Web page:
Windows 11 is here. And I like it. I use Windows 10 daily so what does Windows 11 give me that I don’t already have. In short, nothing.
But Windows 11 looks more human. Rounded window corners. And properly grouped settings designed with the aim to make them easier to use on a tablet or touch enabled computer. And a little more colorful icons here and there. Especially the Windows Explorer has been given an overhaul to make its look more sensible.
The Start Menu in Windows 11 is nice, including a Pinned section ( app icons listed as on any mobile phone ) and a Recommended section ( listing recently accessed files ), but its section to access all applications installed is still as primitive and flawed as it has been since Windows 8. But fortunately the help is not far away. Just install Open-Shell and you are right back to the good old Windows 7 Start Menu. And now it is even better. In Windows 11 the icons on the Task Bar is centered as macOS also does. Which leaves the space open in the left side where the Open-Shell Start Menu will be located. So you are free to use ( and compare ) a proper Start Menu like Open-Shell and the one included with Windows 11. That is a brilliant move by Microsoft.
So how to install it. Microsoft initially introduced some over-the-edge requirements eliminating all computers older than 4 years. They have since relaxed some requirements, so now allowing most computers made for that last 8 years or so to be officially upgraded.
I will introduce a little fiddling with the installation media that will allow Windows 10 to be upgraded on most any computer. Why is that a good idea. Because I like the old MacBook Pro’s from 2011 and 2012. But they don’t have any TPM module ( required ) and the disk uses a hybrid MBR disk partition management that is not GPT ( required ). And they don’t support Secure Boot ( required ). So they are really incompatible in any way imaginable. Yet it can all be ignored.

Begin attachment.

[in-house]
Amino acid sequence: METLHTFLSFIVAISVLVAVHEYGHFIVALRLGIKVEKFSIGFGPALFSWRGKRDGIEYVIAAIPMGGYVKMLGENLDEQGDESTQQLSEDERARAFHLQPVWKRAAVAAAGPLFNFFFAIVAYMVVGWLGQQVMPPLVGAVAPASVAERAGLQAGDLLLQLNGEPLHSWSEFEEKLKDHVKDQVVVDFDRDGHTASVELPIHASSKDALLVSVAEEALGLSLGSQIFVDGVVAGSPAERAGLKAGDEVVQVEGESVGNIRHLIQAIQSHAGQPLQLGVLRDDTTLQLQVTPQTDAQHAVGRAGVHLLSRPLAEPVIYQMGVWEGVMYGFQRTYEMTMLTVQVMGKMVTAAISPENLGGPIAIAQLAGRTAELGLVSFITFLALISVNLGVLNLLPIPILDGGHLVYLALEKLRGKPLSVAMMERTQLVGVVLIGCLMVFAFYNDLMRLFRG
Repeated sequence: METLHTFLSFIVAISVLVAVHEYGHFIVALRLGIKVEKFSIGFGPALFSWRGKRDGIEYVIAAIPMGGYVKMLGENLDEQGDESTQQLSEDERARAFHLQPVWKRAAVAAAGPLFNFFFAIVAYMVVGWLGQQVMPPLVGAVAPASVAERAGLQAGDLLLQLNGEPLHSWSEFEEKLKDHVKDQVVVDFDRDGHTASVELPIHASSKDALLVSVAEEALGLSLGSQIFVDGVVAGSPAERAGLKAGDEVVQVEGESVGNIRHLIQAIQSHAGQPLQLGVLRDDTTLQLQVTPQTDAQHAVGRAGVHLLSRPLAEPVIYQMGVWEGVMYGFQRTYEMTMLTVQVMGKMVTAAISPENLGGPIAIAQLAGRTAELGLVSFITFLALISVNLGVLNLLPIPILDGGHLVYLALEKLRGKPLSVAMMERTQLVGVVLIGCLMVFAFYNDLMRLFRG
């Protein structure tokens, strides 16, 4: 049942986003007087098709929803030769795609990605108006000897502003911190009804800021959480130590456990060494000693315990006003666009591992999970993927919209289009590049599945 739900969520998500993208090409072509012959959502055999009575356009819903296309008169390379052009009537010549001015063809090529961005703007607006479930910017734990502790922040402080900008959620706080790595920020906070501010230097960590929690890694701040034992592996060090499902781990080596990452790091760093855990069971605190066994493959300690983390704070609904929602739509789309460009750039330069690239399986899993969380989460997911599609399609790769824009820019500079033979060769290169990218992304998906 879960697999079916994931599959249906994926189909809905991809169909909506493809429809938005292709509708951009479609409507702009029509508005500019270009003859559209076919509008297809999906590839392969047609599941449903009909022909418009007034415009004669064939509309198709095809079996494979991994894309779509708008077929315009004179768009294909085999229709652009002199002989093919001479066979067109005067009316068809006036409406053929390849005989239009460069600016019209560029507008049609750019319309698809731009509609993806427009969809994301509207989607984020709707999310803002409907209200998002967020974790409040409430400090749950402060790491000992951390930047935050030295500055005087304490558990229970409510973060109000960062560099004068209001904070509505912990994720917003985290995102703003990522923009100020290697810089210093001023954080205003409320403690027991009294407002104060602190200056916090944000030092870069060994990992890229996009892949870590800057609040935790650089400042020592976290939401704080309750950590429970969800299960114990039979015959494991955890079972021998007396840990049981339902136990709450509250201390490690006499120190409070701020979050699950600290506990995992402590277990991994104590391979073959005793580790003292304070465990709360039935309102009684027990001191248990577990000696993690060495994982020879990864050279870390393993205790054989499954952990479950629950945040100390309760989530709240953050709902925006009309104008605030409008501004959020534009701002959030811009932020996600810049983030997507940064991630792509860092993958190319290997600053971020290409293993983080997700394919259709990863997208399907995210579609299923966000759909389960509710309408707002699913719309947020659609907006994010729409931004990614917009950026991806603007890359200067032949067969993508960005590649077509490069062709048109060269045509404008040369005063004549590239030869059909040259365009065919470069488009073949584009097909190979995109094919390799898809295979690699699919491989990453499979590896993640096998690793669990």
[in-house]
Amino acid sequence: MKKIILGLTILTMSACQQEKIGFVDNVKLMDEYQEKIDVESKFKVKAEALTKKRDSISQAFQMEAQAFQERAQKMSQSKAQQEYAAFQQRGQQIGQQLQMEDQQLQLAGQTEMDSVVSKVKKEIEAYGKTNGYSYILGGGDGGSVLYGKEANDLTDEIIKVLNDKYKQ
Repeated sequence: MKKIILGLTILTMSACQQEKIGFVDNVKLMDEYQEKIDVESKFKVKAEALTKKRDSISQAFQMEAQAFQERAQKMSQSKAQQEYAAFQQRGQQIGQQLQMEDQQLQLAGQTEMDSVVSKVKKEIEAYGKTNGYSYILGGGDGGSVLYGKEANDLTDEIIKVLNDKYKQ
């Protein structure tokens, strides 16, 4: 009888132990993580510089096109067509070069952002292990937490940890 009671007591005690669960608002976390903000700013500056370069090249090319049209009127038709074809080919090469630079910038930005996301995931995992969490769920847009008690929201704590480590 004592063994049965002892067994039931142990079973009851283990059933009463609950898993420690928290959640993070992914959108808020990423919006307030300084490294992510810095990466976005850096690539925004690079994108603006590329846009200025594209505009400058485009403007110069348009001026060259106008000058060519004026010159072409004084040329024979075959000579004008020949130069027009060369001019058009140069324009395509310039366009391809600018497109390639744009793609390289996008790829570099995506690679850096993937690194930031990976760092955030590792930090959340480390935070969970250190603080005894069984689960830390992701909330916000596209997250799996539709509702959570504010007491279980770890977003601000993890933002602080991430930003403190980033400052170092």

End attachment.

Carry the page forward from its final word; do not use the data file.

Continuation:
The procedures described is for Windows 11 21H2 Pro build 22000.194 released October 2021. The first official version. It can be downloaded here :
Use the version in section Download Windows 11 Disk Image (ISO).
The starting point is a computer already updated to Windows 10 21H1.
Upgrading a quite modern computer ( 4 to 8 years old or so )
The steps needed to allow a slightly old computer with a CPU older than 4 years is to insert this information in the registry ( google it for the procedure ) :
Windows Registry Editor Version 5.00
With that information in place then a Windows 11 installation medium will perform an in-place upgrade to Windows 11 21H2. Simple as that. There are a few requirements still in place. TPM 1.2 or newer must be present and the other Microsoft artificial requirements.
Upgrading a very old computer
The steps needed to upgrade a really old MacBook Pro is surprisingly easy.
Mount the ISO file and copy the content of the Window 11 installation medium to a folder on a partition.
Locate a file in the Sources folder called appraiserres.dll. And delete it.
Then run the Setup.exe file to perform the upgrade to Windows 11. The installer will not prevent the installation. Simple as that.
Whether it is a good idea to install Windows 11 on such old computers is a personal judgement. Microsoft says you should not and did its best to prevent you from upgrading.
The reason should be for security reasons. But the old computer runs just fine without the availability of the security options.
Remember a complete system backup every now and then. Just in case Microsoft tricks you in a later update.